RIP, VIP - Chapter 3 (10/21/05++)

Dody Goodman, Dody Goodman

I was saddened to see that Dody Goodman passed away (age 93). I loved her on Mary Hartman, Mary Hartman where she played the ditzy, dizzy mother. And that voice. She was so vaudeville.

She started out as a serious ballet dancer and in her NYT obit there is a reference to her still being able to do a high kick over her head at age 85; Work!
she was the principal's asst. in grease, right?
and wore her bra over her shirt in a scene in splash?
loved her.

also, RIP george carlin.
thanks for all the laughs.
at my third grade sleepover party, my friends and i learned alot from his HBO special, carlin at carnegie.
There is an excellent documentary about Stax Records where Hayes was a resident producer/writer/artist that shows his brilliant non-conformist career in sharp relief. The whole label was a kind of anti-Motown aesthetic and the documentary has a lot of footage from the Wattstax event. The whole label was one of the early totally self-determining efforts to crash through the White Order's recording business monolith ( and Stax was founded by a small clique of southern white folk! ). They had a brilliant recording formula that put the bass and drums/rhythm section on top of the mix which went against everyone else's production laws at the time. Hayes was one of the artists that took the label into outerspace as far as wide spread popularity goes. He really changed many later artist's approaches to recording.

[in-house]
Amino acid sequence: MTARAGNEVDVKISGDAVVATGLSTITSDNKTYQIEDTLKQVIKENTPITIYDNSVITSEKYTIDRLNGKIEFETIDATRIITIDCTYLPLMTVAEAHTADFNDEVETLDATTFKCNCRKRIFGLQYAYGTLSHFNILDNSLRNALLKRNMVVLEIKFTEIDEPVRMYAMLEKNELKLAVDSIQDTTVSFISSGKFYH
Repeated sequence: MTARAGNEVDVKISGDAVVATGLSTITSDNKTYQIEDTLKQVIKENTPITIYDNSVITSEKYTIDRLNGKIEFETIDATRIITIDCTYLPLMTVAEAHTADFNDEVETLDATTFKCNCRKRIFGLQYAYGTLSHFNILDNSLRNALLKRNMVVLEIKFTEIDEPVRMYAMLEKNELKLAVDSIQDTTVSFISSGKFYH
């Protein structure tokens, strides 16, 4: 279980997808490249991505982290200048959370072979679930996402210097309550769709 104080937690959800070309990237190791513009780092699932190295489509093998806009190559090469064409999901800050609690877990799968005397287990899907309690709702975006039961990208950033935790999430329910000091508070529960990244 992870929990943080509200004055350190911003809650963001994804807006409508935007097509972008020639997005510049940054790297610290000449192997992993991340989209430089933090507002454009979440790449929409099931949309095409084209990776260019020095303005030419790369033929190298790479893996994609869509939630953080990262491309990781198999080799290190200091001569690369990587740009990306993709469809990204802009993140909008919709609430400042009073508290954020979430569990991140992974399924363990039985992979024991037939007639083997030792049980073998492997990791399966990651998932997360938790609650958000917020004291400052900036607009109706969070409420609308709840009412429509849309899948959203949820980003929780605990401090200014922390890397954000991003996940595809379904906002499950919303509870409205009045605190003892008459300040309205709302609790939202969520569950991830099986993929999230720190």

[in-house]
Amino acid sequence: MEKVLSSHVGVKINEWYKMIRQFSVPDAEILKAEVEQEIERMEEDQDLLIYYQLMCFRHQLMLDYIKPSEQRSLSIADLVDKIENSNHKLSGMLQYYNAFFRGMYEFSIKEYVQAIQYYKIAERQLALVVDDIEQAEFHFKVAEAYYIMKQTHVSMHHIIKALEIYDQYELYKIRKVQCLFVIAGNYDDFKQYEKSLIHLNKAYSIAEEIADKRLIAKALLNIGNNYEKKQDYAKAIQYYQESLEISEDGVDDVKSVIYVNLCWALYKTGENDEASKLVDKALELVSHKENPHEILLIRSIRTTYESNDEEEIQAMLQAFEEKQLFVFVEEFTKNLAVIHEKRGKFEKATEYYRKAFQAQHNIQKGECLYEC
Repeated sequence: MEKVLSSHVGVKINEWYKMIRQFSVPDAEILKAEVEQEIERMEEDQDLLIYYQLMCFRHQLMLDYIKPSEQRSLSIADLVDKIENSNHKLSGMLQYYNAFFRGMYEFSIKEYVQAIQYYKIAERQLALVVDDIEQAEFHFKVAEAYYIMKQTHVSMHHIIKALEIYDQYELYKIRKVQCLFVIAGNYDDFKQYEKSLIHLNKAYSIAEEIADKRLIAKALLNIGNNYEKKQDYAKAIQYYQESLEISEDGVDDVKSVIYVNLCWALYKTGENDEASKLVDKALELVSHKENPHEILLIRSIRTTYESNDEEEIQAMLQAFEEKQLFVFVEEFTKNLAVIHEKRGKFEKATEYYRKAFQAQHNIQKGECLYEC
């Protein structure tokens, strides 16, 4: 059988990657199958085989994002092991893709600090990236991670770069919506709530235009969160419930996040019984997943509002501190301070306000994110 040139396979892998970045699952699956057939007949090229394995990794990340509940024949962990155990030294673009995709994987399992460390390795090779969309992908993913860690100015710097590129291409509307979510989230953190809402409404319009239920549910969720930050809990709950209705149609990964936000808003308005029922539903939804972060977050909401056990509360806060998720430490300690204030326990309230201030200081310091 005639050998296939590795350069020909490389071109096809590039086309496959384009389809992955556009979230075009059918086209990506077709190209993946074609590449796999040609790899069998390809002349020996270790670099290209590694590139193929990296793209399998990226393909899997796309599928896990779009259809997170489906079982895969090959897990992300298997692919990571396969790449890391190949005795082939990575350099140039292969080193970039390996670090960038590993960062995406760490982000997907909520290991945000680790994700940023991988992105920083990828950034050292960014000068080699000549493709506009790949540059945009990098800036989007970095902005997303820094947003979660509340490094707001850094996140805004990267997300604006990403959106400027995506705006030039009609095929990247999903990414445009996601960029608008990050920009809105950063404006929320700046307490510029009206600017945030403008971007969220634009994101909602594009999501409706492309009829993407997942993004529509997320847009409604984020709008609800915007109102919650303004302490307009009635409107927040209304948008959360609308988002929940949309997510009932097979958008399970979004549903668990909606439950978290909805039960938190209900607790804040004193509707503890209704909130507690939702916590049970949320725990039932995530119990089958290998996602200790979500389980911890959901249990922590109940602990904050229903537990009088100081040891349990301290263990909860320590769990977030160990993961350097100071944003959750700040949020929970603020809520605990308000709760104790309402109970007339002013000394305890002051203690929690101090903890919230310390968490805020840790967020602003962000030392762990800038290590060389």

I don't know if it's the same documentary that you talk about Seven, but I saw a docu on PBS where I live about the history of Stax records. I loved it and I love the Stax sound, the show had a lot of Otis Redding in it.

RIP Isaac Hayes,, love your music and talent.

PS-I once saw an episode of the UK"s Graham Norton where Hayes was the guest. Hayes was cool.
French Quarter residents and her many fans mourn the passing today of Ruth Moulton aka Ruthie the Duck Girl..

quote:

"For almost 50 years, she has been a living, loopy, ambulatory French Quarter landmark: Miss Ruthie the Duck Girl, a sidewalk sideshow followed by waddling water fowl and wide-eyed tourists. For a while, she was Ruthie on wheels, roller-skating to the beat of a different drummer. And she's also been Ruthie the wild bride of the streets, trailing veils as she makes her rounds, cadging beers and smokes "for later," smilingly sweet one moment, cursing a blue streak the next. ...Outlandish and capricious, she's the last of the great Quarter characters, an eccentric on a scale both lowly and grand..."
~ David Cuthbert, The Times Picayune


http://www.eccentricneworleans.com/ruthie.htm

Attachments

Photos (1)
not sure any/many of you m'boarders knew him
but it's with such sadness and thru many tears
that i post this picture of my dear friend,
Stephen O. Price aka the Stevelady.

the original miss trannyshack from 1996.
an elegant, glamourous, wonderful human being.
so funny. SO fierce!!!
succumbed to cancer yesterday afternoon.
RIP, la lady... i'll miss you so much.

[IMG]Photobucket[/IMG]